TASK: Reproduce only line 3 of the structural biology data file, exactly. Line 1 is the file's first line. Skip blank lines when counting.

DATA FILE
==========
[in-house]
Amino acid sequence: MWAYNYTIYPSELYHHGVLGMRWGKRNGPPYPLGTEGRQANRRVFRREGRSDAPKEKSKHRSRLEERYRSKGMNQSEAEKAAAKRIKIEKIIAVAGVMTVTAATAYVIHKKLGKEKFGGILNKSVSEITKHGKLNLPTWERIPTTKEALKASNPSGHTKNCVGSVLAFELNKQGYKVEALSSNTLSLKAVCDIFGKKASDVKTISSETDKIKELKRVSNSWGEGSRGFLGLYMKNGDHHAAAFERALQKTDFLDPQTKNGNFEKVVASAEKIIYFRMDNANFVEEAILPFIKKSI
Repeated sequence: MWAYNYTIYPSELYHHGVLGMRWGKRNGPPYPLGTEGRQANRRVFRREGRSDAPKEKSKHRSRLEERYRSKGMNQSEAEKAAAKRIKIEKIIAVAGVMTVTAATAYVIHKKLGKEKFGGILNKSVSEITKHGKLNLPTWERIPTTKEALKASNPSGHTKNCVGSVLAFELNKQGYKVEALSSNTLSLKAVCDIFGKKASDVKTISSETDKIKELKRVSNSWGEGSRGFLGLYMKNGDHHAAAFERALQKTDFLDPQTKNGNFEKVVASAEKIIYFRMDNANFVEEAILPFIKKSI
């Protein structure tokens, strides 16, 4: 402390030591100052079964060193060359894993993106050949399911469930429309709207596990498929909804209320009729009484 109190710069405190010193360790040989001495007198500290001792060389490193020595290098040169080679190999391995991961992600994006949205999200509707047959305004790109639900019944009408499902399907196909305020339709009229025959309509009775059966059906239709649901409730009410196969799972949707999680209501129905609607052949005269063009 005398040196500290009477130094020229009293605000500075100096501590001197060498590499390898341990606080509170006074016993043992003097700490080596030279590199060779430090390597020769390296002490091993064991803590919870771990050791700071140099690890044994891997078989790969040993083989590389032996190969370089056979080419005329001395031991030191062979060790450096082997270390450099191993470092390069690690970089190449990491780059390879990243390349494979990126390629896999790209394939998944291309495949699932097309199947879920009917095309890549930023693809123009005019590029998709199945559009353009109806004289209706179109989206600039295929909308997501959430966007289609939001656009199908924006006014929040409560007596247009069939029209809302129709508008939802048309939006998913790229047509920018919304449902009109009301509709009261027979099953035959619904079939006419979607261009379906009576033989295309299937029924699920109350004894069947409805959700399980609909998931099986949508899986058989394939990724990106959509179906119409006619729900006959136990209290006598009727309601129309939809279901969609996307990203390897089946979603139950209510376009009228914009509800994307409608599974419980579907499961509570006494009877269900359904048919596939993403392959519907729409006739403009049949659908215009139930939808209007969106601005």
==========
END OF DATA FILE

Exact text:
Repeated sequence: MWAYNYTIYPSELYHHGVLGMRWGKRNGPPYPLGTEGRQANRRVFRREGRSDAPKEKSKHRSRLEERYRSKGMNQSEAEKAAAKRIKIEKIIAVAGVMTVTAATAYVIHKKLGKEKFGGILNKSVSEITKHGKLNLPTWERIPTTKEALKASNPSGHTKNCVGSVLAFELNKQGYKVEALSSNTLSLKAVCDIFGKKASDVKTISSETDKIKELKRVSNSWGEGSRGFLGLYMKNGDHHAAAFERALQKTDFLDPQTKNGNFEKVVASAEKIIYFRMDNANFVEEAILPFIKKSI